End of Life Care
Caring for someone during their final days requires specialist skills
You or your loved one might not want to think or talk about the end of life care, and you might find it upsetting to read through this page. However, having these difficult conversations with a loved one or family will ensure that needs and wishes are understood. It will also help to talk to health and social care professionals so that they are aware of what plans are in place.
If you or they don’t feel ready to think about the future at this time, making sure that we know you or their values, wishes and beliefs more generally can help.
Caring for someone during the final days of their life requires specialist skills and understanding. We are committed to making sure that our end of life care respects and upholds a person’s dignity. Our specialist team can assist with any arrangements that you need help with. Above all, our team are here to help you all feel as comfortable as possible during this time.
The care staff have undertaken specialist training in palliative care and work closely with people and their families to provide practical support, advice and understanding.
What is ‘end of life care’?
End of life care aims to support someone in the later stages of a life-limiting condition to live as well as possible until they die. It also seeks to support the family during this time and after the person dies.
Goals of End of Life Care
Our goal is to achieve the best quality of life for you or your loved one, even if that life is likely to be short. Our end of life care tackles four main types of need that may arise towards the end of life, both when death is the result of severe illness and when it is the natural ‘closing down’ that can happen to frail older people.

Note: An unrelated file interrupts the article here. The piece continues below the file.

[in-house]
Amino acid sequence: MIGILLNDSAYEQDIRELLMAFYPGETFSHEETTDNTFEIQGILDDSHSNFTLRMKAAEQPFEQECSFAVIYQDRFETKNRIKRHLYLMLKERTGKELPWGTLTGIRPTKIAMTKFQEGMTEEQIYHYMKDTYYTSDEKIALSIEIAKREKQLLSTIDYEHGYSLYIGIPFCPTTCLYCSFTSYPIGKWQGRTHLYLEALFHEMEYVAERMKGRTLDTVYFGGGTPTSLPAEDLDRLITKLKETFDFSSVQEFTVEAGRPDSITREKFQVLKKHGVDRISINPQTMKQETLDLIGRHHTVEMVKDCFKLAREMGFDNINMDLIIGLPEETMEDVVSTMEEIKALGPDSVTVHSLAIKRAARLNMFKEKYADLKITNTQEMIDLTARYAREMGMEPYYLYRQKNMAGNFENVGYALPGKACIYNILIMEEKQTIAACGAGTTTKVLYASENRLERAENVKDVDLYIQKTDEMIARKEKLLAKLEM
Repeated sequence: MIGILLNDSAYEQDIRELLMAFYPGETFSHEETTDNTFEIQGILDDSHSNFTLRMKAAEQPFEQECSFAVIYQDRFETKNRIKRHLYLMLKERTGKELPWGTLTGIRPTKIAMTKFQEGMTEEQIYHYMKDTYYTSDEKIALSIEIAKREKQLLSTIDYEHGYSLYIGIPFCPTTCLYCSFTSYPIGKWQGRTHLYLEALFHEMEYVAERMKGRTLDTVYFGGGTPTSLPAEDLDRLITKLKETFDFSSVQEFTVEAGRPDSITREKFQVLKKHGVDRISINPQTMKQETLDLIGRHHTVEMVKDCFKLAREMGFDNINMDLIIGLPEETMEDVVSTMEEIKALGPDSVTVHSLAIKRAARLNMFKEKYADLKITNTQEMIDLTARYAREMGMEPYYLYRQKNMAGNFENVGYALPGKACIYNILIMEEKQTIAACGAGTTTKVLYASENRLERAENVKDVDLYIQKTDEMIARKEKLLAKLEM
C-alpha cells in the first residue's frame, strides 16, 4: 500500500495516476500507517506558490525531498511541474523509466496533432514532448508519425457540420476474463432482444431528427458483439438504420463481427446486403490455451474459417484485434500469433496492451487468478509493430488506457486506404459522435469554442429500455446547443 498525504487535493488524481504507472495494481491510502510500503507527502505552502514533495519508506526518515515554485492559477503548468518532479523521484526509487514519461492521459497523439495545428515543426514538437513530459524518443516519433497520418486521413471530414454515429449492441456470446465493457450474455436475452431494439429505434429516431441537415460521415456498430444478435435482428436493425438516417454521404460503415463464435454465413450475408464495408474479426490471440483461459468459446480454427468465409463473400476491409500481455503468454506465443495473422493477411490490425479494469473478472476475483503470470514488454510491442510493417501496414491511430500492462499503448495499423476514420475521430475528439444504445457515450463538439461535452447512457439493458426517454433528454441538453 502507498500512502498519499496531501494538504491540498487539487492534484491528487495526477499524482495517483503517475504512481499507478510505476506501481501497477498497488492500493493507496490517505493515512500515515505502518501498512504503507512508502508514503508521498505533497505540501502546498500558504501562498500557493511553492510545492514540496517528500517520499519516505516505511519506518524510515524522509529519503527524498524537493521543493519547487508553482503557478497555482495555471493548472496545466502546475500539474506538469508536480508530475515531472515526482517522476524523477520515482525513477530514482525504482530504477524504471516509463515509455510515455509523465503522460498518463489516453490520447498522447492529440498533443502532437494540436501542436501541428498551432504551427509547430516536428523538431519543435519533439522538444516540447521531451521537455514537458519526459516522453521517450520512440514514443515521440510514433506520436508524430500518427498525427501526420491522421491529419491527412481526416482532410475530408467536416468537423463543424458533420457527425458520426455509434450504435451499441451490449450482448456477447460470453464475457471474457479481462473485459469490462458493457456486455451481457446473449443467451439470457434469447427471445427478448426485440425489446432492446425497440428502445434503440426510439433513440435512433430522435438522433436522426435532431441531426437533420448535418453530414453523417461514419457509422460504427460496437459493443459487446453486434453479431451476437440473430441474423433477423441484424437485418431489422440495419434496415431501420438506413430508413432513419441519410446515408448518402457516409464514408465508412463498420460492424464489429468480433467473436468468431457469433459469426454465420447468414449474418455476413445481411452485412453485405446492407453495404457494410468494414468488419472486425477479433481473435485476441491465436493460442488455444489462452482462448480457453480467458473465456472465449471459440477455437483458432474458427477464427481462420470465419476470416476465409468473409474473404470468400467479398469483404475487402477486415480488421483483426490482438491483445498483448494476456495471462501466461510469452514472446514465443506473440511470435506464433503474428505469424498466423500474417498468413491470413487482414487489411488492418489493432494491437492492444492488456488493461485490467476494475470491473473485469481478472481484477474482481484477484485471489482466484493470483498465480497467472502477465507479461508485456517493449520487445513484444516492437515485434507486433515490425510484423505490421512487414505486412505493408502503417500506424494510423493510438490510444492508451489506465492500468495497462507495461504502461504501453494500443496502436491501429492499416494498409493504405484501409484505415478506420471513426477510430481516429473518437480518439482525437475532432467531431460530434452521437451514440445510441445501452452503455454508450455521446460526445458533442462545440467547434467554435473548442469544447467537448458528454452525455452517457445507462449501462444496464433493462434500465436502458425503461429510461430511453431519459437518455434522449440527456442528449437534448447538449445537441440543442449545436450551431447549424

These needs are:
You, your loved one and the family will be supported by skilled and knowledgeable staff that recognise the situation and who work together to coordinate and manage your or your loved ones care.
End of Life Planning with Dementia
Planning for the end of life is important for anyone who has a life-limiting condition. For a person with dementia, it is important to try and have these conversations as early as possible, while they can make decisions for themselves.
A person in the later stages of dementia may have limited or no speech and will be less able to understand what people are saying to them. Relying only on verbal communication can make it difficult to understand what the person is trying to communicate, which may mean not noticing if they are in pain, hungry or thirsty, for example.
The person with dementia may communicate their needs and feelings without using speech (non-verbal communication). They may use body language, facial expressions or show agitation. Importantly, the person will still have feelings about what is going on even though they are in the later stages of dementia and can no longer communicate verbally. For example, they may feel happy hearing you talk to them.
If you have questions or require more information, please call and speak to Carla Adams, Registered Manager or Karen Spooner, Matron on 01283 512915